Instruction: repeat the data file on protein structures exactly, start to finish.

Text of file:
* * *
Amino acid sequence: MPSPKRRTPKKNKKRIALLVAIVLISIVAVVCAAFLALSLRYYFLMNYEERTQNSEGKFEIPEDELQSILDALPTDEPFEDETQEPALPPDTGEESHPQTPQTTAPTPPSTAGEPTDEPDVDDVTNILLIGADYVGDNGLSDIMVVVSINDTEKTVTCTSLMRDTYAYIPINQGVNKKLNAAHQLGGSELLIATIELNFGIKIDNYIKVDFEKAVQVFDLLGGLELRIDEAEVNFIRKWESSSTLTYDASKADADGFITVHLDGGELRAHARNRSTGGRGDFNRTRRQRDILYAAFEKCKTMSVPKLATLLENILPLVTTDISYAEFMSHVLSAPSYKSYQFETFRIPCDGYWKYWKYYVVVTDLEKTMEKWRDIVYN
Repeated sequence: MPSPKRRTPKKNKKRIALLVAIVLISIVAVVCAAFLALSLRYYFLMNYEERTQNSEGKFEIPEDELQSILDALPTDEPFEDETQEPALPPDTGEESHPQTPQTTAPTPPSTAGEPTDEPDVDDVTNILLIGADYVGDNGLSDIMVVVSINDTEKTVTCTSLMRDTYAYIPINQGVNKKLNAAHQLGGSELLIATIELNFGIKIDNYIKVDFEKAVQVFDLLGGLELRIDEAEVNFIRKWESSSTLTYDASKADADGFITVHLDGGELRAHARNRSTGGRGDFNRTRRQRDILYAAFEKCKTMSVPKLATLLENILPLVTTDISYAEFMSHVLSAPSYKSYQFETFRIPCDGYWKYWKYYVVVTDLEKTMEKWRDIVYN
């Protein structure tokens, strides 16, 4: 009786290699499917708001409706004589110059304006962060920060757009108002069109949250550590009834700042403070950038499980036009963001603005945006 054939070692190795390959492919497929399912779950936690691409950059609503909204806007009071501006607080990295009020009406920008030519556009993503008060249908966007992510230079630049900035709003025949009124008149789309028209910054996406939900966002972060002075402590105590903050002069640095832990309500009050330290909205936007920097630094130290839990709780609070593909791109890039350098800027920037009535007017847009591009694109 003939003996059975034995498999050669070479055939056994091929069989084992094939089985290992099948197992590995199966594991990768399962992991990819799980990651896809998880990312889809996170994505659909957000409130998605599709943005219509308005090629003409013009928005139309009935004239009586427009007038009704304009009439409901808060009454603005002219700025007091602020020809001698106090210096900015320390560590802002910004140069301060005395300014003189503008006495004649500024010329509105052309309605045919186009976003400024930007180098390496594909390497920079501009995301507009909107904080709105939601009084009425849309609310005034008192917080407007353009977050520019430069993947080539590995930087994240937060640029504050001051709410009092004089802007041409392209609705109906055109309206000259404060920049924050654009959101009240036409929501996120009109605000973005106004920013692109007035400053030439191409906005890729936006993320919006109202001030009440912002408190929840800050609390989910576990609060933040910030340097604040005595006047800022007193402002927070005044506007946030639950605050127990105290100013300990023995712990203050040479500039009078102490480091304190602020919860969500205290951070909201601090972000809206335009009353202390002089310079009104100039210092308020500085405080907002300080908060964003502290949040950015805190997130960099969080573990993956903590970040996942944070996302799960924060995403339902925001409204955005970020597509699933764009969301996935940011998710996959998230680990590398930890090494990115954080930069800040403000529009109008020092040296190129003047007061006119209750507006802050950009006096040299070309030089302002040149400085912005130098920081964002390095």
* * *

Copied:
Amino acid sequence: MPSPKRRTPKKNKKRIALLVAIVLISIVAVVCAAFLALSLRYYFLMNYEERTQNSEGKFEIPEDELQSILDALPTDEPFEDETQEPALPPDTGEESHPQTPQTTAPTPPSTAGEPTDEPDVDDVTNILLIGADYVGDNGLSDIMVVVSINDTEKTVTCTSLMRDTYAYIPINQGVNKKLNAAHQLGGSELLIATIELNFGIKIDNYIKVDFEKAVQVFDLLGGLELRIDEAEVNFIRKWESSSTLTYDASKADADGFITVHLDGGELRAHARNRSTGGRGDFNRTRRQRDILYAAFEKCKTMSVPKLATLLENILPLVTTDISYAEFMSHVLSAPSYKSYQFETFRIPCDGYWKYWKYYVVVTDLEKTMEKWRDIVYN
Repeated sequence: MPSPKRRTPKKNKKRIALLVAIVLISIVAVVCAAFLALSLRYYFLMNYEERTQNSEGKFEIPEDELQSILDALPTDEPFEDETQEPALPPDTGEESHPQTPQTTAPTPPSTAGEPTDEPDVDDVTNILLIGADYVGDNGLSDIMVVVSINDTEKTVTCTSLMRDTYAYIPINQGVNKKLNAAHQLGGSELLIATIELNFGIKIDNYIKVDFEKAVQVFDLLGGLELRIDEAEVNFIRKWESSSTLTYDASKADADGFITVHLDGGELRAHARNRSTGGRGDFNRTRRQRDILYAAFEKCKTMSVPKLATLLENILPLVTTDISYAEFMSHVLSAPSYKSYQFETFRIPCDGYWKYWKYYVVVTDLEKTMEKWRDIVYN
């Protein structure tokens, strides 16, 4: 009786290699499917708001409706004589110059304006962060920060757009108002069109949250550590009834700042403070950038499980036009963001603005945006 054939070692190795390959492919497929399912779950936690691409950059609503909204806007009071501006607080990295009020009406920008030519556009993503008060249908966007992510230079630049900035709003025949009124008149789309028209910054996406939900966002972060002075402590105590903050002069640095832990309500009050330290909205936007920097630094130290839990709780609070593909791109890039350098800027920037009535007017847009591009694109 003939003996059975034995498999050669070479055939056994091929069989084992094939089985290992099948197992590995199966594991990768399962992991990819799980990651896809998880990312889809996170994505659909957000409130998605599709943005219509308005090629003409013009928005139309009935004239009586427009007038009704304009009439409901808060009454603005002219700025007091602020020809001698106090210096900015320390560590802002910004140069301060005395300014003189503008006495004649500024010329509105052309309605045919186009976003400024930007180098390496594909390497920079501009995301507009909107904080709105939601009084009425849309609310005034008192917080407007353009977050520019430069993947080539590995930087994240937060640029504050001051709410009092004089802007041409392209609705109906055109309206000259404060920049924050654009959101009240036409929501996120009109605000973005106004920013692109007035400053030439191409906005890729936006993320919006109202001030009440912002408190929840800050609390989910576990609060933040910030340097604040005595006047800022007193402002927070005044506007946030639950605050127990105290100013300990023995712990203050040479500039009078102490480091304190602020919860969500205290951070909201601090972000809206335009009353202390002089310079009104100039210092308020500085405080907002300080908060964003502290949040950015805190997130960099969080573990993956903590970040996942944070996302799960924060995403339902925001409204955005970020597509699933764009969301996935940011998710996959998230680990590398930890090494990115954080930069800040403000529009109008020092040296190129003047007061006119209750507006802050950009006096040299070309030089302002040149400085912005130098920081964002390095």